But the real show-stopper is the church itself. Built in 1920-21, it’s a testament to the faith and perseverance of Shinerites as well as a nod to their history and heritage. As luck would have it, the church was locked when we were there. To see photos of the painted interior, you can click on this link to a Google Images page or visit the Texas Escapes page for Saints Cyril & Methodius Church.


What I can tell you is that it’s enormous and absolutely gorgeous from the outside. Even if you find it locked, it’s still worth a leisurely stroll around the church just to enjoy the details of the exterior. It really is a lovely church.

Shiner is located approximately 125 miles west of Houston, 80 miles southeast of Austin, or 90 miles east of San Antonio. For more information on Shiner, visit their website at http://www.shinertx.com/ or visit the Texas Escapes Website.

To see the other stories in this series, go to:
Postcards from Small Town Texas – Hallettsville
Postcards from Small Town Texas – Yoakum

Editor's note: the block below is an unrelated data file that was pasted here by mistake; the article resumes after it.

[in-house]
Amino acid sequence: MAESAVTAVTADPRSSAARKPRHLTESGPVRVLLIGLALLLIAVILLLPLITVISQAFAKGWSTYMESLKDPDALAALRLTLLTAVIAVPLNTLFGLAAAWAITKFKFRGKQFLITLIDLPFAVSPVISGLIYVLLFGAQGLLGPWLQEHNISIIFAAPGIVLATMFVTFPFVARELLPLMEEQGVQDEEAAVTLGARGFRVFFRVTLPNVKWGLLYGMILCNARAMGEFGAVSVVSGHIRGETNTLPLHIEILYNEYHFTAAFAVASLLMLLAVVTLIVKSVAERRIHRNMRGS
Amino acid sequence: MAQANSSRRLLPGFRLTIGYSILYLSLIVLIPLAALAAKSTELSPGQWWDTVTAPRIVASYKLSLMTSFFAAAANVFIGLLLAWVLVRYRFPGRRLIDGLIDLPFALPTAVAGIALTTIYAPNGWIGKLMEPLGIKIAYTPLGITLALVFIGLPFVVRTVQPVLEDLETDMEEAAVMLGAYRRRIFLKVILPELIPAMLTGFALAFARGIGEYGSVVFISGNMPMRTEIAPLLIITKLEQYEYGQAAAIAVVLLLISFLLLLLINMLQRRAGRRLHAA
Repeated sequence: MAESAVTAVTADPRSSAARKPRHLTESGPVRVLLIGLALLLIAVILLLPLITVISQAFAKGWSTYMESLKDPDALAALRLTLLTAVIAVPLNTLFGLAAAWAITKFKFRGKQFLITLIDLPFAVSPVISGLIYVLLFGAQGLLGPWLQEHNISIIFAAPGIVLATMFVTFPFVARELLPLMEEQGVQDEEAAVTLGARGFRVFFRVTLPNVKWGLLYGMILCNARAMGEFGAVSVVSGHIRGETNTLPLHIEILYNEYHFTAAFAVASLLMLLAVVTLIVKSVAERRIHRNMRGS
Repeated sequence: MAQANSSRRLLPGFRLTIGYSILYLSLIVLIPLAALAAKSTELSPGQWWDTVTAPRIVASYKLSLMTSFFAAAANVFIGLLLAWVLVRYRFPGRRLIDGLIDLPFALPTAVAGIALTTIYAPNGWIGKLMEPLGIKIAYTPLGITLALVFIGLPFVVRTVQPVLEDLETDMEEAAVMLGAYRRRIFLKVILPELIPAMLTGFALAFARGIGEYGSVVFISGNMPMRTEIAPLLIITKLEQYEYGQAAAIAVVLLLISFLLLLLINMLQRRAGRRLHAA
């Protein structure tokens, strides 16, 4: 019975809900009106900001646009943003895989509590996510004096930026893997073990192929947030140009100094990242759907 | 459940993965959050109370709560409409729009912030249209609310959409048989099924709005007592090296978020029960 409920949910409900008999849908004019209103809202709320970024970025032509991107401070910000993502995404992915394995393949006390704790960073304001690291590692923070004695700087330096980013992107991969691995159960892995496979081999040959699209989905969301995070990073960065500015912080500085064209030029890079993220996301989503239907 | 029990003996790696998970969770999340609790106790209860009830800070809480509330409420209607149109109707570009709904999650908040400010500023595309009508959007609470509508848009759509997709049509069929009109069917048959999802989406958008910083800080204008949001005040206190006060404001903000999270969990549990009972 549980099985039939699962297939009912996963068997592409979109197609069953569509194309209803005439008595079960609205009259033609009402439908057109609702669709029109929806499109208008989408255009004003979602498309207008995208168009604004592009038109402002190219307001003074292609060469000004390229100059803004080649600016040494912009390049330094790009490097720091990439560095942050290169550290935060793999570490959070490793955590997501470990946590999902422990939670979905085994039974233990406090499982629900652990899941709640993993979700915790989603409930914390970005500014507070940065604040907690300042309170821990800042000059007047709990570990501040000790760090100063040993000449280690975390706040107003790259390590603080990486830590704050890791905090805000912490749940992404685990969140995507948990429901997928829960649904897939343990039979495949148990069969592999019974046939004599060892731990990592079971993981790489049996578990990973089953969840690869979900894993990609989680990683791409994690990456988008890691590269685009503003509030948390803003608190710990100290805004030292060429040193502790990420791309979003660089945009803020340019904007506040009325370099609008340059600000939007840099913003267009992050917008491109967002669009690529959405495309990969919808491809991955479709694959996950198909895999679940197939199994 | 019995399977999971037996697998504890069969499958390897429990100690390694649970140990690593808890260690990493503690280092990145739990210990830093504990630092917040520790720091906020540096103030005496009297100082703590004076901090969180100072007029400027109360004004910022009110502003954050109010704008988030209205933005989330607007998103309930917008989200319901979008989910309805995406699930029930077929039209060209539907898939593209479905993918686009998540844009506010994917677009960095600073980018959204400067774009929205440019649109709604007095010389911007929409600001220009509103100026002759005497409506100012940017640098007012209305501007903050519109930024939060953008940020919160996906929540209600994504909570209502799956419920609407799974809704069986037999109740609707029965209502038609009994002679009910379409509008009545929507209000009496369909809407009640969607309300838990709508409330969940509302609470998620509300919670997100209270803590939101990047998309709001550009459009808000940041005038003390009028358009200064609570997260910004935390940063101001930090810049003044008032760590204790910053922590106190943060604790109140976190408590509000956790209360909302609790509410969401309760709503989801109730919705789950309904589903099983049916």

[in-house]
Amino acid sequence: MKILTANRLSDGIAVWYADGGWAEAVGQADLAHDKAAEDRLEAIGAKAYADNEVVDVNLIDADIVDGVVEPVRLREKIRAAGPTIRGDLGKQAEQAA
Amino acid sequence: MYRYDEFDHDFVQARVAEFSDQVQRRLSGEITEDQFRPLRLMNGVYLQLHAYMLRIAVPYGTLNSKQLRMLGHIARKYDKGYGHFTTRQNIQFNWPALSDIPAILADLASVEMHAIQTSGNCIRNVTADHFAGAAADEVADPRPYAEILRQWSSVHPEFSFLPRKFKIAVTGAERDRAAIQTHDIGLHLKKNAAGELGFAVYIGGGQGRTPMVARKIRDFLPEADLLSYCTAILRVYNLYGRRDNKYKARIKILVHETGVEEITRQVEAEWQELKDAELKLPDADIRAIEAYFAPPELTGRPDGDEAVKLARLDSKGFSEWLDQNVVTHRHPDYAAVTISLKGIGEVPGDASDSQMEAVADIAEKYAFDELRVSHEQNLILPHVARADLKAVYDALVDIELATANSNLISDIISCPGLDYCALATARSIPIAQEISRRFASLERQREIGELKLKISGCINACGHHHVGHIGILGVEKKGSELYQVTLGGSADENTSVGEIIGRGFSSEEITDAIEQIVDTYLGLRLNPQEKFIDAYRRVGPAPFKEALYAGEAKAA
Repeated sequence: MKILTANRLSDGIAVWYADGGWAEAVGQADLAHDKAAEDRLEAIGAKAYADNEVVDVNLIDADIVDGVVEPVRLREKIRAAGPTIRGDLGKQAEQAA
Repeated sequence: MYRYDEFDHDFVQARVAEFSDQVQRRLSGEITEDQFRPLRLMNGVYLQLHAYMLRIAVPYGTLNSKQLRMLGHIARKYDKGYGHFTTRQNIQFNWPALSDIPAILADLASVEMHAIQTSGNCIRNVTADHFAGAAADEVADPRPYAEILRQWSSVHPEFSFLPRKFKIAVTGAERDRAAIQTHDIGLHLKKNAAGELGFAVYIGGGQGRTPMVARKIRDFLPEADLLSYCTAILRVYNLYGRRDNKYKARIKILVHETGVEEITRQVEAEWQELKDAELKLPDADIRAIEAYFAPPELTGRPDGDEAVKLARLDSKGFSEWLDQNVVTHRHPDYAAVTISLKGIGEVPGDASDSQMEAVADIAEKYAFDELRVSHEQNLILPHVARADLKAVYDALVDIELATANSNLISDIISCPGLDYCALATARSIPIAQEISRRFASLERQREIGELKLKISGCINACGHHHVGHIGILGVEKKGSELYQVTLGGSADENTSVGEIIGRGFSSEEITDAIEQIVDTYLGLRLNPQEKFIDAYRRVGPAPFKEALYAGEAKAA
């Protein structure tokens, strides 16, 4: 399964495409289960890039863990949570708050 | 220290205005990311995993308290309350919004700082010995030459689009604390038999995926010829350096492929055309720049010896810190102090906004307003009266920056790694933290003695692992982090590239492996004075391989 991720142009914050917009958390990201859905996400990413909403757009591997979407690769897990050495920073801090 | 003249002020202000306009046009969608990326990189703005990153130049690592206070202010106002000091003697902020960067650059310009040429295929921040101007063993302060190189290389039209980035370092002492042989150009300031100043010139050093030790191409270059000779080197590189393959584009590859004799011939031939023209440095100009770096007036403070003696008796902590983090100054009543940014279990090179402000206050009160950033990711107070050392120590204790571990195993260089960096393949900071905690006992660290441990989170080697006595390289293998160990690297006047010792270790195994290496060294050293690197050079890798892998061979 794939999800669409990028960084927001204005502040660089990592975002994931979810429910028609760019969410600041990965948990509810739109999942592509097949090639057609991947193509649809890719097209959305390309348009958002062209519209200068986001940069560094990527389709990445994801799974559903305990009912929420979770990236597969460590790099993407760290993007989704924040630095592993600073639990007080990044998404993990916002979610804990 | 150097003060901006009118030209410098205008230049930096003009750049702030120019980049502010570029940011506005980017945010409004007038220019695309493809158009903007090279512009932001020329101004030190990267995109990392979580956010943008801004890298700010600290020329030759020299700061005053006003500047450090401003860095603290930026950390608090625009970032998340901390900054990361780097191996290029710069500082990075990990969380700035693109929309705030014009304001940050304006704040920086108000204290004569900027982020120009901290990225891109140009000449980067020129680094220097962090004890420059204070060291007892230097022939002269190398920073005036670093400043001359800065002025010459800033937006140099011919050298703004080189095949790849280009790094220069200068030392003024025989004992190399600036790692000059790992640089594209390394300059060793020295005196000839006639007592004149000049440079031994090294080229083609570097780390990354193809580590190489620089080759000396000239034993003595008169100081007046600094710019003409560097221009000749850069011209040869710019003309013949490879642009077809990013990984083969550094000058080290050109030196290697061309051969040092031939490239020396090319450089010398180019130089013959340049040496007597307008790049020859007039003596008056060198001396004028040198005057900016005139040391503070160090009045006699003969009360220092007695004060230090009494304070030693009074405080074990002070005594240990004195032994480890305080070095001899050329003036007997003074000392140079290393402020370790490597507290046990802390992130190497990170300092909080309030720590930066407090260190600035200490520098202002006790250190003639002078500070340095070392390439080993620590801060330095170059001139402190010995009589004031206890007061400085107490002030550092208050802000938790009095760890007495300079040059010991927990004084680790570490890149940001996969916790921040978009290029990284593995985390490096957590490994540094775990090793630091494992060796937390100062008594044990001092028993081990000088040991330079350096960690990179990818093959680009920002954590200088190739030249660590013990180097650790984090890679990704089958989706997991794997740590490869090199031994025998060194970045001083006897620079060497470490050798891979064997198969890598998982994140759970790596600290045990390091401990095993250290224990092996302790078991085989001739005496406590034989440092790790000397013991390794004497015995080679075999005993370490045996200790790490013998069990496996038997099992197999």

7 Comments

Filed under Travel Tales

Buy Local Spotlight: Eating out at Stomp’s Burger Joint in Bacliff, Texas

In an effort to promote local products and places, The Complete Package and I ventured out last Sunday in search of the perfect hamburger. There’s an urban myth in the Houston area that Stomp’s Burger Joint in Bacliff, Texas has not only developed near perfect hamburgers, but has also mastered the art of onion rings. We knew it would be a sacrifice, but we were willing to take one for the team to find out if the rumors were true. With our stretchy pants on and our camera in hand, we set out on the hour-long drive to Bacliff on Highway 146 along Galveston Bay, a few minutes south of Kemah.

Inside seating at Stomp's is limited, so go early or be prepared to wait.

We knew we had arrived when we saw a brown wooden structure with STOMP’S painted on the roof. As expected, the place was crowded and we found ourselves pulling into an over-flow parking lot adjacent to the restaurant. When you get there, it’s “seat yourself” and be forewarned, inside tables are hard to come by. If you insist on air-conditioning you may very well have to wait, but if you’re willing to brave the heat, Stomp’s has a screened patio with extra outdoor seating. Once you find a table, a busy waitress will greet you promptly and get to work on your drink order. Choices include tea (sweet & unsweetened), soft drinks and beer. We went for a Dr Pepper and a Shiner. This is Texas, after all.

The Yippee Ki Yay burger at Stomp's - it's a good one.